George Clawley was born in Scholar Green on 10th April 1875. A talented goalkeeper he joined Crewe Alexandra in 1883. After playing only three games he was transferred to Stoke City in the First Division of the Football League.
Clawley soon became first-choice goalkeeper at his new club. Stoke struggled in the 1894-95 season finishing in 14th position. The following season they reached the quarter-finals of the FA Cup and finished in 6th place in the First Division.
In the summer of 1896 Clawley decided to move to Southampton who were then playing in the Southern League. At that time players in the Football League were being paid a maximum £4 a week and Clawley was able to earn more money at his new club. Clawley was appointed captain and led the club to the Southern League title in both 1896–97 and 1897–98. Clawley's form was outstanding and he was unlucky not to be picked for England.
Clawley rejoined Stoke City for the 1898–99 season. He took over the captaincy and playing all 34 matches as Stoke finished the league season in 12th place. Stoke also reached the FA Cup semi-final against Derby County but Clawley was unable to stop Steve Bloomer scoring a hat-trick in the 3-1 victory.
John Cameron, the player-manager of Tottenham Hotspur, persuaded Clawley to return to the Southern League in 1899. He broke his leg shortly after joining Spurs, thus missing an entire season, but he returned in 1900.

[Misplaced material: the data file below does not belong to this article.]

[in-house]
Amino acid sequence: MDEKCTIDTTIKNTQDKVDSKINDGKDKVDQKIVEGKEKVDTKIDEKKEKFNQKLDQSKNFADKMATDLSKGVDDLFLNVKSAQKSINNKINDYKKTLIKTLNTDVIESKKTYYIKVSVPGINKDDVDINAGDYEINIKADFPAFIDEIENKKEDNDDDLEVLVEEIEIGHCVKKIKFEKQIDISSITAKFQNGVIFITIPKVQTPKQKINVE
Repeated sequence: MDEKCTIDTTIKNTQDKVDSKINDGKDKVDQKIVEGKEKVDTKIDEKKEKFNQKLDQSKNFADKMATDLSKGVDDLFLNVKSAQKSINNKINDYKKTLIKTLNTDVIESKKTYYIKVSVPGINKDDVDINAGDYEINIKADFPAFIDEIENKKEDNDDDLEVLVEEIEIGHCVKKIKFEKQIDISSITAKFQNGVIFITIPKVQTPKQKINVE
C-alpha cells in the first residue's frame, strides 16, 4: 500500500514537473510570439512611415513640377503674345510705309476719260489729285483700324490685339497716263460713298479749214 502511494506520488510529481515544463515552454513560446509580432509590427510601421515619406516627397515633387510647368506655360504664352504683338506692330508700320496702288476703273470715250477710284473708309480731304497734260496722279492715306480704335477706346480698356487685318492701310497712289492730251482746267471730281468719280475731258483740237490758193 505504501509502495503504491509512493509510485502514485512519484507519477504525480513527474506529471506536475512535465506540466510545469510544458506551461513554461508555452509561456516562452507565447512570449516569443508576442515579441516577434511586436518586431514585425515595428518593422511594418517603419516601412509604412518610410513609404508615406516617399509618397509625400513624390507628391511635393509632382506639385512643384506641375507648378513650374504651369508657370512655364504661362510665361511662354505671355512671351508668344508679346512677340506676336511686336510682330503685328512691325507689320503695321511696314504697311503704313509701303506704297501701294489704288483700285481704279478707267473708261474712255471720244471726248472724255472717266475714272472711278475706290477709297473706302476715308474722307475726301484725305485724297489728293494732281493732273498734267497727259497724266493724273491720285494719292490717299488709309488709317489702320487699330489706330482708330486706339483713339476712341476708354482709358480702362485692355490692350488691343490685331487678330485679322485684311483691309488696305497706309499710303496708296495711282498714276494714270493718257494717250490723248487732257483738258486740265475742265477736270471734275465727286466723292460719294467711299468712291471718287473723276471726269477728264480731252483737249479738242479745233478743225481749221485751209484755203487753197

In the FA Cup that year Spurs beat Preston North End (4-2), Bury (2-1), Reading (3-0), West Bromwich Albion (4-) to play Sheffield United in the final at Crystal Palace. The directors of their opponents, Sheffield United, promised the players a £10 win bonus. However, Spurs was on a promise of £25 a man if they won the cup. The game ended in a 2-2 draw. However, Spurs won the replay 3-1 and became the only club outside the Football League to win the competition.
Under the leadership of John Cameron the club finished as a runners-up in the Southern League in 1901-1902. Clawley returned to Southampton in 1903, replacing England international John Robinson. Once again he helped the club to the Southern League title in 1903–04. Clawley retired in 1907. In his two spells at Southampton he played in 163 games for the club.
George Clawley was landlord of the Wareham Arms Hotel in Southampton until his early death on 16th July 1920.